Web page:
Top 10 proper singing techniques
With this top 10 list of the absolute best vocal training techniques, I hope to show you where you can improve your singing techniques so you can build a powerful, confident and consistent singing voice. As I always say, a powerful singing voice starts with your foundation, so check out my free foundations short courses first to make sure you understand what is proper singing posture and how to breathe through your diaphragm. Lets get started on the top 10 proper singing techniques!
#1 – Breath Support aka “Appoggio”
Much ado is often made about appoggio singing technique, but it’s honestly such a simple technique that learning to sing with appoggio is one of the most basic singing lessons you could imagine. In short, you actually set up your breath support in your POSTURE before you breathe through your diaphragm;
- Head Up
- Shoulders back and down
- Chin Parallel with the floor
- Sternum ‘up’ aka ‘Ribs Out’ aka ‘Appoggio’
That’s right, this mysterious “Lean” everyone keeps talking about is simply a very basic aspect of your posture that allows you to breathe using the diaphragm rather than letting your rib expansion and contraction dictate your airflow.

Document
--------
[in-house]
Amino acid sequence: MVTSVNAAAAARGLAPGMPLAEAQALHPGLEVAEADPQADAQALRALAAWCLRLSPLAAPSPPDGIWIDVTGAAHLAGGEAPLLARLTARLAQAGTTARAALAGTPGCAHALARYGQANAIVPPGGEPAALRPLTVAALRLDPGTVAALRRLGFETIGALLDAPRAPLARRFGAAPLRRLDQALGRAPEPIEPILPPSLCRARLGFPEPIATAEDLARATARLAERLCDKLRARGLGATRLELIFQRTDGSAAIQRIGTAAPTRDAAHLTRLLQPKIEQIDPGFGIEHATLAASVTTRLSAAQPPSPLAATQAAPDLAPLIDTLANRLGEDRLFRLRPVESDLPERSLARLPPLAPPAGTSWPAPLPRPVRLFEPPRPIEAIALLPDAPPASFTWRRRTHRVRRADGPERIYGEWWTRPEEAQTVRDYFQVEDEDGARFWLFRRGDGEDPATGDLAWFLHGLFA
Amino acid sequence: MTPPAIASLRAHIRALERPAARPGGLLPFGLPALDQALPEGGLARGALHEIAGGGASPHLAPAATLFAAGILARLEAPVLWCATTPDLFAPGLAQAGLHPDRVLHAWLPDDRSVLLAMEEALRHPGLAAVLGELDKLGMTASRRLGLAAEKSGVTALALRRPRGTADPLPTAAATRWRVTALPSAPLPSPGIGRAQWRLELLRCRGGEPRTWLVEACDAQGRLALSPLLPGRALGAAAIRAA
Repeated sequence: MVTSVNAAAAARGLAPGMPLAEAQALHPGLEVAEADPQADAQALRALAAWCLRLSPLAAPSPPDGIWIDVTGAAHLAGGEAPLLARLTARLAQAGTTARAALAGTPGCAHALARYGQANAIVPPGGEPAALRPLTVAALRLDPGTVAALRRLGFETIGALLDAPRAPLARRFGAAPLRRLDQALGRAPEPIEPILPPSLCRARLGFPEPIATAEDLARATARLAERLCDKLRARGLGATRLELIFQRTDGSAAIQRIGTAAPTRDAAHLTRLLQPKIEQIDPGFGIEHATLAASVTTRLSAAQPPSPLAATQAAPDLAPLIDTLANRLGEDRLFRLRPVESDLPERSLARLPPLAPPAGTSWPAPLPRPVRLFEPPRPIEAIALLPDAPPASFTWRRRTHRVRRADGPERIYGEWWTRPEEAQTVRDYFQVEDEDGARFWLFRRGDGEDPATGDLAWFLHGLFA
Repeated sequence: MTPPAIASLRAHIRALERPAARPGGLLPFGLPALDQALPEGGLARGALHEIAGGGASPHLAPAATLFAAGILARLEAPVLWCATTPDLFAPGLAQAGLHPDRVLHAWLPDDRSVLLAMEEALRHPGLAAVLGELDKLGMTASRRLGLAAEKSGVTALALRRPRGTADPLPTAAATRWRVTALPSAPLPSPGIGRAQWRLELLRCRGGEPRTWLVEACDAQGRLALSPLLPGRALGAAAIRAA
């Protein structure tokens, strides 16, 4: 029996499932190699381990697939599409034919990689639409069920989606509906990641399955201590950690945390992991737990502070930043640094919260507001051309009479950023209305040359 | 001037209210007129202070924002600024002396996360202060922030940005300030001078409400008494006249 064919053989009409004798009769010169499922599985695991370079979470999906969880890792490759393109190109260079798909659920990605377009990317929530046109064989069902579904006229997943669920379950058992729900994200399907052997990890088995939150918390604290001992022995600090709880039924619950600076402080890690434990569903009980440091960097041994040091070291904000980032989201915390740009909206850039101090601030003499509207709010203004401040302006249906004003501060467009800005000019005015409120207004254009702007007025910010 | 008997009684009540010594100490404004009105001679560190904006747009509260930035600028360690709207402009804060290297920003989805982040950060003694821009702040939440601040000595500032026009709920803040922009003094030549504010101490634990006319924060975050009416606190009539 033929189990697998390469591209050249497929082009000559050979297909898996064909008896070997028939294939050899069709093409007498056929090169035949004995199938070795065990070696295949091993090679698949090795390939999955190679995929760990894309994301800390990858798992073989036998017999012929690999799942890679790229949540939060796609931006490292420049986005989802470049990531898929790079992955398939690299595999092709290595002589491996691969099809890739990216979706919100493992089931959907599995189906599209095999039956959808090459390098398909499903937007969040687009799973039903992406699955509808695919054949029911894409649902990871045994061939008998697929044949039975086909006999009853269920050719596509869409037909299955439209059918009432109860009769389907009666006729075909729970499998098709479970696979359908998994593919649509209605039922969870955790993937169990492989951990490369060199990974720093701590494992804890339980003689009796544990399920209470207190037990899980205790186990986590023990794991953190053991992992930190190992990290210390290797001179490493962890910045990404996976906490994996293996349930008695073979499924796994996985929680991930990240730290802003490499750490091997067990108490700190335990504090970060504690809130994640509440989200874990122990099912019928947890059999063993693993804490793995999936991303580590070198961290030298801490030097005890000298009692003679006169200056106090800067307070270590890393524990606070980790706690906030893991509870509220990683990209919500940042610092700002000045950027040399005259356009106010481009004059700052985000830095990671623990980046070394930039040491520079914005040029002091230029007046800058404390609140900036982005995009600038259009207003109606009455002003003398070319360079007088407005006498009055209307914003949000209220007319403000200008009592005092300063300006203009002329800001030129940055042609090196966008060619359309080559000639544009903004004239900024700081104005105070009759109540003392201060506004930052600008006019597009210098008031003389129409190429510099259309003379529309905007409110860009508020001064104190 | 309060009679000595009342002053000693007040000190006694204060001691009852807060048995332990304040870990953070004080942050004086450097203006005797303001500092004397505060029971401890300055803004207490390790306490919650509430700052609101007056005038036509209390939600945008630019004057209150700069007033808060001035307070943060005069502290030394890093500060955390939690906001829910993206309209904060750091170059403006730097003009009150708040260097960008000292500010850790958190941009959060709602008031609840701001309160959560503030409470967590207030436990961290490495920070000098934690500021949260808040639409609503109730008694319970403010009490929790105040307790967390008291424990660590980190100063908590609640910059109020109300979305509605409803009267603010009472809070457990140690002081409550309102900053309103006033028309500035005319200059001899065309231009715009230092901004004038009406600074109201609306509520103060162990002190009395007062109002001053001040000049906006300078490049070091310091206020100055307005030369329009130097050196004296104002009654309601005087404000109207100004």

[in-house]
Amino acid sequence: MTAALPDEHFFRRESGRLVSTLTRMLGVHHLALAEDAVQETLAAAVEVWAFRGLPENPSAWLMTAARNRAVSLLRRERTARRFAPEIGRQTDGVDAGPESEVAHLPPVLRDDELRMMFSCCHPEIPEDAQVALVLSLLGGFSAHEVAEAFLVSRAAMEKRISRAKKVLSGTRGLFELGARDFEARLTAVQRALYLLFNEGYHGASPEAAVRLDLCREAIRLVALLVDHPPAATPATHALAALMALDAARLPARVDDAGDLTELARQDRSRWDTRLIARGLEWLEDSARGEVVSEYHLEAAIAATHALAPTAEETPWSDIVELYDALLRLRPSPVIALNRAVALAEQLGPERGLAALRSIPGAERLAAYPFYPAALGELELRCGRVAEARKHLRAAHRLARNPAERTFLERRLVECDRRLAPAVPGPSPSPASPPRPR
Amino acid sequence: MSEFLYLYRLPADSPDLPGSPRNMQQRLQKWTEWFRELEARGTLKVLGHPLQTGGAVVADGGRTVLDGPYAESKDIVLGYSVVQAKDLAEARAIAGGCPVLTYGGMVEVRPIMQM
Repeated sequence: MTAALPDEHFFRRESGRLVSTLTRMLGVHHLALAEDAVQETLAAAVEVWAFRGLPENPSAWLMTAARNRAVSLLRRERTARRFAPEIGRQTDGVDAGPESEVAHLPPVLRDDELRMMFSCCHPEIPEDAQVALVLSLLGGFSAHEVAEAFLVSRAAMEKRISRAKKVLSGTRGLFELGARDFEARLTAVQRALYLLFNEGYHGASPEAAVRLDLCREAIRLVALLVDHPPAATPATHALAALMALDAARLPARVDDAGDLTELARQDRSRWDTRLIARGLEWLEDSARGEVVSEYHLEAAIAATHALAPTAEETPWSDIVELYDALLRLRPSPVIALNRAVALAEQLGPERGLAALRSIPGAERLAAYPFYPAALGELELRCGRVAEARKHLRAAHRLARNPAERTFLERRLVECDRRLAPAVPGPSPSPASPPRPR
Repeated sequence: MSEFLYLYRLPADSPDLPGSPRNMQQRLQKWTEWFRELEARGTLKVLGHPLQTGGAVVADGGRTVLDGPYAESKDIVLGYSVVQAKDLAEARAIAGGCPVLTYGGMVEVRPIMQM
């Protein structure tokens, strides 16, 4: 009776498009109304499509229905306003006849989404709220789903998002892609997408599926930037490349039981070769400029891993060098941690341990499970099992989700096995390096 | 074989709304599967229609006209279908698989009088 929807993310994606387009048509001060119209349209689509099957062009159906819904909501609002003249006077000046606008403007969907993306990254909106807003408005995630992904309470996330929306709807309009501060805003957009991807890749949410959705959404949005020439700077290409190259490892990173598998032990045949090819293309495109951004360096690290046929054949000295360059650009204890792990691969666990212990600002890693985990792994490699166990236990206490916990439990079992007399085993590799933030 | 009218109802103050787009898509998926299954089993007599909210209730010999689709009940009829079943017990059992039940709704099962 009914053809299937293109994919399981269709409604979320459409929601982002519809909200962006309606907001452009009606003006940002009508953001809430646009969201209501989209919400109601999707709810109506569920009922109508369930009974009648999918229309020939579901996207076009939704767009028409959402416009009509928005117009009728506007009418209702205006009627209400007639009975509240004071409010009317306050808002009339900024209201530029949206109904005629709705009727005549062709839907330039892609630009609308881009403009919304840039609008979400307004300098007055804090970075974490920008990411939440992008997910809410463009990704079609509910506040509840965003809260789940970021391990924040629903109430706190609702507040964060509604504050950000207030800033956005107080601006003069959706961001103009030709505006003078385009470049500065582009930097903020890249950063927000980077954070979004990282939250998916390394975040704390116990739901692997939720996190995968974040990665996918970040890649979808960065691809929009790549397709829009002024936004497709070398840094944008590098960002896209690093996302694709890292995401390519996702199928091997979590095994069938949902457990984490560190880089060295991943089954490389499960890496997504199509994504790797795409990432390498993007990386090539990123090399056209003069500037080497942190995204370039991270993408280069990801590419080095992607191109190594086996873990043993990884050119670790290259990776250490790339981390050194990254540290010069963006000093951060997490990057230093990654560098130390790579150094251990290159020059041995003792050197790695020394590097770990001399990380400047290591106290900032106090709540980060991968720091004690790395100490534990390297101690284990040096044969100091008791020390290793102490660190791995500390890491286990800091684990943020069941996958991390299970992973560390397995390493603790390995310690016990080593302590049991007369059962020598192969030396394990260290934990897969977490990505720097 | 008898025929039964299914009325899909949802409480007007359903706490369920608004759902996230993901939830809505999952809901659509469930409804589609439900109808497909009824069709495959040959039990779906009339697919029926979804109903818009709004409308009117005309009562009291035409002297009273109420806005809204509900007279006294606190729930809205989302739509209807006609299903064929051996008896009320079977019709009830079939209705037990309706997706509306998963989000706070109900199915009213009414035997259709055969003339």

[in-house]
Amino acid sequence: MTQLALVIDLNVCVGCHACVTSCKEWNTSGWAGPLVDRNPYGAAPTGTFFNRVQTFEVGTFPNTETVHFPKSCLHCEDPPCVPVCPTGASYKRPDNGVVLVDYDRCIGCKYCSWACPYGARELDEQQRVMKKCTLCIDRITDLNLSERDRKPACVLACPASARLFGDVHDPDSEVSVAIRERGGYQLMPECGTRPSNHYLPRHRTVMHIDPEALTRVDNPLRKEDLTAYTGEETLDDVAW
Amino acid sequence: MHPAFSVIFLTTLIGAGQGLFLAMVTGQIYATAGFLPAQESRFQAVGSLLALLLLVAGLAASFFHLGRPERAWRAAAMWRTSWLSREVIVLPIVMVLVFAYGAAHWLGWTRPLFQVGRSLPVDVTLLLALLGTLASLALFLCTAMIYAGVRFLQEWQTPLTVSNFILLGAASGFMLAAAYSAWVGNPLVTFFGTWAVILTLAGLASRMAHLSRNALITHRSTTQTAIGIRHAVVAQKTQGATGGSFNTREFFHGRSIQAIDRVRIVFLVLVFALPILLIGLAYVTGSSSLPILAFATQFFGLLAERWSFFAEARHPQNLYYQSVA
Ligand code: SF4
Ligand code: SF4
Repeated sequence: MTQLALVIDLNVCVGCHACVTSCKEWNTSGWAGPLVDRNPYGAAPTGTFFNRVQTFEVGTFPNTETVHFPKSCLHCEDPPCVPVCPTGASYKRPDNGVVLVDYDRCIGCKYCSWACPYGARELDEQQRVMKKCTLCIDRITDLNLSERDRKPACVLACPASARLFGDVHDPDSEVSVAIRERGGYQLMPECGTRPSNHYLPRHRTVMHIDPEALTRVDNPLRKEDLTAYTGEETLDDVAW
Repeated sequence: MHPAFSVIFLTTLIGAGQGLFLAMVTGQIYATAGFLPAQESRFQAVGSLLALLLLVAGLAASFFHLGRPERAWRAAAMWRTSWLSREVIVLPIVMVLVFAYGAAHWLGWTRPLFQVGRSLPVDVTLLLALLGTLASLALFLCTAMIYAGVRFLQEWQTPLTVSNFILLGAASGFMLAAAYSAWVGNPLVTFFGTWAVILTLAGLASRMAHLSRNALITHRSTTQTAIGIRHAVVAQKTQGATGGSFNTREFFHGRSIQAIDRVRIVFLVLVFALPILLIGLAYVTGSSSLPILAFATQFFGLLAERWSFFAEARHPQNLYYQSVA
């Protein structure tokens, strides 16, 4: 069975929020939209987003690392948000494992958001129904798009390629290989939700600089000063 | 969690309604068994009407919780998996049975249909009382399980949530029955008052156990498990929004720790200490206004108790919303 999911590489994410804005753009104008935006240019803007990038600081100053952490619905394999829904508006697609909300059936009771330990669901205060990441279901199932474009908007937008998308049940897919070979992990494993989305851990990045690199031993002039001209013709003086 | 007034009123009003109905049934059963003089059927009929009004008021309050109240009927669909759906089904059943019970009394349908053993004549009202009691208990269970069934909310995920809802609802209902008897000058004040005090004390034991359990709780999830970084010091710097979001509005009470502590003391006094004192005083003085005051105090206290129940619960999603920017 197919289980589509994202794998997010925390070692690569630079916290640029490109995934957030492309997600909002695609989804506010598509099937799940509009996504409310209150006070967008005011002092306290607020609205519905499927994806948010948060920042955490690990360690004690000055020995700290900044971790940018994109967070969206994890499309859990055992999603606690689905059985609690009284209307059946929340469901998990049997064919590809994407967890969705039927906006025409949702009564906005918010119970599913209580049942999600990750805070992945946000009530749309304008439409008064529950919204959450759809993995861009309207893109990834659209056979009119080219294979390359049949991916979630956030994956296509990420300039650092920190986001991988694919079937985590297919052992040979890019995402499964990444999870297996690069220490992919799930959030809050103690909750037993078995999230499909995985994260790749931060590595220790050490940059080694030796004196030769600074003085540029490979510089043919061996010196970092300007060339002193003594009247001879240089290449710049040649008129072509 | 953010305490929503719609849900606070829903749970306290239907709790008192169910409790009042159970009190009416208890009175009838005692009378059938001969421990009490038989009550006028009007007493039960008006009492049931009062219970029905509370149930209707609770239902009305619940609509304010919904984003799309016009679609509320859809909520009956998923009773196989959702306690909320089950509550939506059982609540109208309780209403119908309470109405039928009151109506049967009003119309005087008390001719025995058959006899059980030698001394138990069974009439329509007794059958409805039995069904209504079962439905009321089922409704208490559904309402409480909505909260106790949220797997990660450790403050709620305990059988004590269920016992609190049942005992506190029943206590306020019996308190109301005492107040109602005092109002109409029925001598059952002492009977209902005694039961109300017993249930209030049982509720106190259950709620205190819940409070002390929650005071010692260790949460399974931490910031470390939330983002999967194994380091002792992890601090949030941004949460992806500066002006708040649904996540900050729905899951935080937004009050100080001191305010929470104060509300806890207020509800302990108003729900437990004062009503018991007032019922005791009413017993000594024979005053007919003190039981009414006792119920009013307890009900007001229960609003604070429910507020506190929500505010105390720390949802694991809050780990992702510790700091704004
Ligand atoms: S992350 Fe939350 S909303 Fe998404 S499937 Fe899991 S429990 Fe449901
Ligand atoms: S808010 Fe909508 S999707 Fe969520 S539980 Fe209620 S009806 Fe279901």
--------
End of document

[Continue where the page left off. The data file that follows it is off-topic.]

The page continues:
I deliberate chose appoggio singing technique as #1 on this list because it really is the most important part of your foundation, and without it, the following techniques will be incredibly difficult to develop. Powerful singing starts with your posture, so make sure you’re using the right Breath Support by setting up your appoggio singing technique in your posture.
#2 – Diaphragmatic Breathing
I’m sure you were expecting this one, but it goes hand-in-hand with Appoggio singing technique – you don’t breathe using your chest and ribs like we often do during speech, you actually need to engage your diaphragm to sing. If you learn from the very start how to engage your breathing diaphragm muscles, breath support and resonance will become an absolute cinch for you as your singing progresses. To develop powerful singing breath control, you first need to engage your diaphragm and build the musculature required for consistent and strain free breathing. A fantastic way to do this is to first set up your posture, and secondly, to imagine either breathing very low and sharp through a small straw, or, if you hold your arms out as though you are about to shoot an archery arrow and then try to breathe in – you’ll find that your breathing ocurs very low, and you may feel some muscles that you’ve never been aware of – congratulations, that is how you breathe using your diaphragm.